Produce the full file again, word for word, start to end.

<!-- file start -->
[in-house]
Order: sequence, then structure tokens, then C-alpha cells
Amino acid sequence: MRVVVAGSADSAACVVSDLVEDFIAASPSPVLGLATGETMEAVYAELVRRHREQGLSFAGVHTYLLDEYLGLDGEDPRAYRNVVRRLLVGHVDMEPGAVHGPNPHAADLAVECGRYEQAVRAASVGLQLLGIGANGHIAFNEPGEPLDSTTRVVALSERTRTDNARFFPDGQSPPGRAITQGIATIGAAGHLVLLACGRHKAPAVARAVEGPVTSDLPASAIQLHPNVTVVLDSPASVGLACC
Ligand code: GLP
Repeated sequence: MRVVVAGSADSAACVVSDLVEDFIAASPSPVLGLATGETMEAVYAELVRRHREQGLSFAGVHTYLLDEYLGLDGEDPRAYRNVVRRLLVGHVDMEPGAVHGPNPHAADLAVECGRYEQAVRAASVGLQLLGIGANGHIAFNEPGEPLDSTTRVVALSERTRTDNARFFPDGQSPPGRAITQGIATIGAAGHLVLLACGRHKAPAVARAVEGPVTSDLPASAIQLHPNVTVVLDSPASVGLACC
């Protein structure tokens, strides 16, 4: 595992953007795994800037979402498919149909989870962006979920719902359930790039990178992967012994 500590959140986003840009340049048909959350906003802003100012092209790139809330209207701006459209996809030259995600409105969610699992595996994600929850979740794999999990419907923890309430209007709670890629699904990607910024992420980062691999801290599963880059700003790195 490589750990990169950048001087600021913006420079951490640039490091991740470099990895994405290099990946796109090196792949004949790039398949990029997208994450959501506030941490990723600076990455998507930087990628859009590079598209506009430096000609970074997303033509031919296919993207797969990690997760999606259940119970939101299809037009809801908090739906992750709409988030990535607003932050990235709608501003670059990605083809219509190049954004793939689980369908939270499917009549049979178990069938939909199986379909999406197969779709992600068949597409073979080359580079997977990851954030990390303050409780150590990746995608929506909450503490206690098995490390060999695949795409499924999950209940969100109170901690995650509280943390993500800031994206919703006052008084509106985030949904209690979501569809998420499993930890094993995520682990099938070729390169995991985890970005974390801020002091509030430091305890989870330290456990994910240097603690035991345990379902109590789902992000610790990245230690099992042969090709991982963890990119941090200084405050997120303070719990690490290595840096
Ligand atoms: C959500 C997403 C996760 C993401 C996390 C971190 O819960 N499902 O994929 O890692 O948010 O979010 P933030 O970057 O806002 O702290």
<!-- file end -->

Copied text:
[in-house]
Order: sequence, then structure tokens, then C-alpha cells
Amino acid sequence: MRVVVAGSADSAACVVSDLVEDFIAASPSPVLGLATGETMEAVYAELVRRHREQGLSFAGVHTYLLDEYLGLDGEDPRAYRNVVRRLLVGHVDMEPGAVHGPNPHAADLAVECGRYEQAVRAASVGLQLLGIGANGHIAFNEPGEPLDSTTRVVALSERTRTDNARFFPDGQSPPGRAITQGIATIGAAGHLVLLACGRHKAPAVARAVEGPVTSDLPASAIQLHPNVTVVLDSPASVGLACC
Ligand code: GLP
Repeated sequence: MRVVVAGSADSAACVVSDLVEDFIAASPSPVLGLATGETMEAVYAELVRRHREQGLSFAGVHTYLLDEYLGLDGEDPRAYRNVVRRLLVGHVDMEPGAVHGPNPHAADLAVECGRYEQAVRAASVGLQLLGIGANGHIAFNEPGEPLDSTTRVVALSERTRTDNARFFPDGQSPPGRAITQGIATIGAAGHLVLLACGRHKAPAVARAVEGPVTSDLPASAIQLHPNVTVVLDSPASVGLACC
């Protein structure tokens, strides 16, 4: 595992953007795994800037979402498919149909989870962006979920719902359930790039990178992967012994 500590959140986003840009340049048909959350906003802003100012092209790139809330209207701006459209996809030259995600409105969610699992595996994600929850979740794999999990419907923890309430209007709670890629699904990607910024992420980062691999801290599963880059700003790195 490589750990990169950048001087600021913006420079951490640039490091991740470099990895994405290099990946796109090196792949004949790039398949990029997208994450959501506030941490990723600076990455998507930087990628859009590079598209506009430096000609970074997303033509031919296919993207797969990690997760999606259940119970939101299809037009809801908090739906992750709409988030990535607003932050990235709608501003670059990605083809219509190049954004793939689980369908939270499917009549049979178990069938939909199986379909999406197969779709992600068949597409073979080359580079997977990851954030990390303050409780150590990746995608929506909450503490206690098995490390060999695949795409499924999950209940969100109170901690995650509280943390993500800031994206919703006052008084509106985030949904209690979501569809998420499993930890094993995520682990099938070729390169995991985890970005974390801020002091509030430091305890989870330290456990994910240097603690035991345990379902109590789902992000610790990245230690099992042969090709991982963890990119941090200084405050997120303070719990690490290595840096
Ligand atoms: C959500 C997403 C996760 C993401 C996390 C971190 O819960 N499902 O994929 O890692 O948010 O979010 P933030 O970057 O806002 O702290």